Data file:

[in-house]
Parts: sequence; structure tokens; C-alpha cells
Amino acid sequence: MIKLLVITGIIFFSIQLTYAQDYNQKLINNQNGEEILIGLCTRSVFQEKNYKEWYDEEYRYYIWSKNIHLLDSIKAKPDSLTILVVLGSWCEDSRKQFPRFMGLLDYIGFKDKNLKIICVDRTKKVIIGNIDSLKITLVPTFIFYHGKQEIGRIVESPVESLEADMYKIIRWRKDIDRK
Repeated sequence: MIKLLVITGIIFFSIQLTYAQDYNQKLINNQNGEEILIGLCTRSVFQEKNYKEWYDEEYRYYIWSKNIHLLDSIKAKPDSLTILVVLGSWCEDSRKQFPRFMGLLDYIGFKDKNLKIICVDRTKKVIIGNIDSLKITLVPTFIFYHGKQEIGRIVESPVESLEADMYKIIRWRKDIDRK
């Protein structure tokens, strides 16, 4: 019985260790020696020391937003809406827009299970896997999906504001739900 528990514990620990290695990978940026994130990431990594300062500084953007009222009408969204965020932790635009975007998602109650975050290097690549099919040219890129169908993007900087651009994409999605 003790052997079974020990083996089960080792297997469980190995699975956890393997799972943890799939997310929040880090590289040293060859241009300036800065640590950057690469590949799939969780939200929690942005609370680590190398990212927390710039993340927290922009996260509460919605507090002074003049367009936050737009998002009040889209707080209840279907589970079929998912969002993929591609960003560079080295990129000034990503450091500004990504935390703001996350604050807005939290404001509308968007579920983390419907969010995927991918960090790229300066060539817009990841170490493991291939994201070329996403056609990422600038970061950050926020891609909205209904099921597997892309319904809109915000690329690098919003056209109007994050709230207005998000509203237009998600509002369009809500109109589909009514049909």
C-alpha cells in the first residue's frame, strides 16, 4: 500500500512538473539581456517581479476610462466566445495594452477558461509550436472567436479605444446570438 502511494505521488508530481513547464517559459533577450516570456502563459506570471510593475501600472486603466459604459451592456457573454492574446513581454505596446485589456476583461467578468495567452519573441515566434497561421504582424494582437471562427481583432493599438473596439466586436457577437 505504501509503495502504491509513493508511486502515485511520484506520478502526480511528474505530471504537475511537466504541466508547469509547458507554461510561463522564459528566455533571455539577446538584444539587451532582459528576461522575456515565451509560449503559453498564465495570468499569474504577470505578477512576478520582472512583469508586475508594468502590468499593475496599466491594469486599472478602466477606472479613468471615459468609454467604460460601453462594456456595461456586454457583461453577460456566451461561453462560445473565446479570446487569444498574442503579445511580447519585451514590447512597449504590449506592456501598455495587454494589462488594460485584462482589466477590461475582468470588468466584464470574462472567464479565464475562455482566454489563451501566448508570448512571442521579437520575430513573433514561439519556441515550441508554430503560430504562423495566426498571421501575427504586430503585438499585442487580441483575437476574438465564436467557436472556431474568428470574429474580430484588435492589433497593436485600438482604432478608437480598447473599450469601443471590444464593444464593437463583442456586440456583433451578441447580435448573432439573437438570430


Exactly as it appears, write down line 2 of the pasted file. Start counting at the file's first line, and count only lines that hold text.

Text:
Parts: sequence; structure tokens; C-alpha cells